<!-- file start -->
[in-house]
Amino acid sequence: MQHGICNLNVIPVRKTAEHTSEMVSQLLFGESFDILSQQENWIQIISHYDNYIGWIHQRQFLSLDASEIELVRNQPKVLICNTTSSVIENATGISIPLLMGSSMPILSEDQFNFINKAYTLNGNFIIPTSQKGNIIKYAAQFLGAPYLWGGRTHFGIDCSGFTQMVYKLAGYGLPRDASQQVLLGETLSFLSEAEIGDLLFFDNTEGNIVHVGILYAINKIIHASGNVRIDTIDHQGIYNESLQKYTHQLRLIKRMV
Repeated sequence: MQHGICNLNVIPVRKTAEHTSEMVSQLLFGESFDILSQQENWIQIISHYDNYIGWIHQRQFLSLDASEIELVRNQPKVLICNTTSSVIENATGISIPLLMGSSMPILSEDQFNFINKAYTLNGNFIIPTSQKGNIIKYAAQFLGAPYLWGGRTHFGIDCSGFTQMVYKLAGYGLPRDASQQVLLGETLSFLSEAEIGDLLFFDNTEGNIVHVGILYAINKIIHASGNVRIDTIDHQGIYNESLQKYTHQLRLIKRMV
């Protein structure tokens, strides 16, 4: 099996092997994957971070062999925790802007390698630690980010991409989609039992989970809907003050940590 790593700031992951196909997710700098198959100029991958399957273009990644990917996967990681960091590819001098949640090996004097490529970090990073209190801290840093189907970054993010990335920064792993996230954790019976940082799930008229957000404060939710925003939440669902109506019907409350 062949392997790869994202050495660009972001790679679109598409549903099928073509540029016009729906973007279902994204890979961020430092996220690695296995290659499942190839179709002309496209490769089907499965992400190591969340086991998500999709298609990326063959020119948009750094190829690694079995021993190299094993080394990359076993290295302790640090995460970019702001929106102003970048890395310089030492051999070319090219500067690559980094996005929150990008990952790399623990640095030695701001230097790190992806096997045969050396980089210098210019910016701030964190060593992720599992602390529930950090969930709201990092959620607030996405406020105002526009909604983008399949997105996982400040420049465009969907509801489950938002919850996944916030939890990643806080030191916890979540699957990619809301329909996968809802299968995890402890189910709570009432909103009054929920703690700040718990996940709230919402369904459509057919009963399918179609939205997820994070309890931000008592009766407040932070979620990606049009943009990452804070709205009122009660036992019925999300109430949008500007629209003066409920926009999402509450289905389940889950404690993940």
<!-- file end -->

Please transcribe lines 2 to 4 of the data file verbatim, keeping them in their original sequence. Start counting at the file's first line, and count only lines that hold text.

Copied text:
Amino acid sequence: MQHGICNLNVIPVRKTAEHTSEMVSQLLFGESFDILSQQENWIQIISHYDNYIGWIHQRQFLSLDASEIELVRNQPKVLICNTTSSVIENATGISIPLLMGSSMPILSEDQFNFINKAYTLNGNFIIPTSQKGNIIKYAAQFLGAPYLWGGRTHFGIDCSGFTQMVYKLAGYGLPRDASQQVLLGETLSFLSEAEIGDLLFFDNTEGNIVHVGILYAINKIIHASGNVRIDTIDHQGIYNESLQKYTHQLRLIKRMV
Repeated sequence: MQHGICNLNVIPVRKTAEHTSEMVSQLLFGESFDILSQQENWIQIISHYDNYIGWIHQRQFLSLDASEIELVRNQPKVLICNTTSSVIENATGISIPLLMGSSMPILSEDQFNFINKAYTLNGNFIIPTSQKGNIIKYAAQFLGAPYLWGGRTHFGIDCSGFTQMVYKLAGYGLPRDASQQVLLGETLSFLSEAEIGDLLFFDNTEGNIVHVGILYAINKIIHASGNVRIDTIDHQGIYNESLQKYTHQLRLIKRMV
């Protein structure tokens, strides 16, 4: 099996092997994957971070062999925790802007390698630690980010991409989609039992989970809907003050940590 790593700031992951196909997710700098198959100029991958399957273009990644990917996967990681960091590819001098949640090996004097490529970090990073209190801290840093189907970054993010990335920064792993996230954790019976940082799930008229957000404060939710925003939440669902109506019907409350 062949392997790869994202050495660009972001790679679109598409549903099928073509540029016009729906973007279902994204890979961020430092996220690695296995290659499942190839179709002309496209490769089907499965992400190591969340086991998500999709298609990326063959020119948009750094190829690694079995021993190299094993080394990359076993290295302790640090995460970019702001929106102003970048890395310089030492051999070319090219500067690559980094996005929150990008990952790399623990640095030695701001230097790190992806096997045969050396980089210098210019910016701030964190060593992720599992602390529930950090969930709201990092959620607030996405406020105002526009909604983008399949997105996982400040420049465009969907509801489950938002919850996944916030939890990643806080030191916890979540699957990619809301329909996968809802299968995890402890189910709570009432909103009054929920703690700040718990996940709230919402369904459509057919009963399918179609939205997820994070309890931000008592009766407040932070979620990606049009943009990452804070709205009122009660036992019925999300109430949008500007629209003066409920926009999402509450289905389940889950404690993940």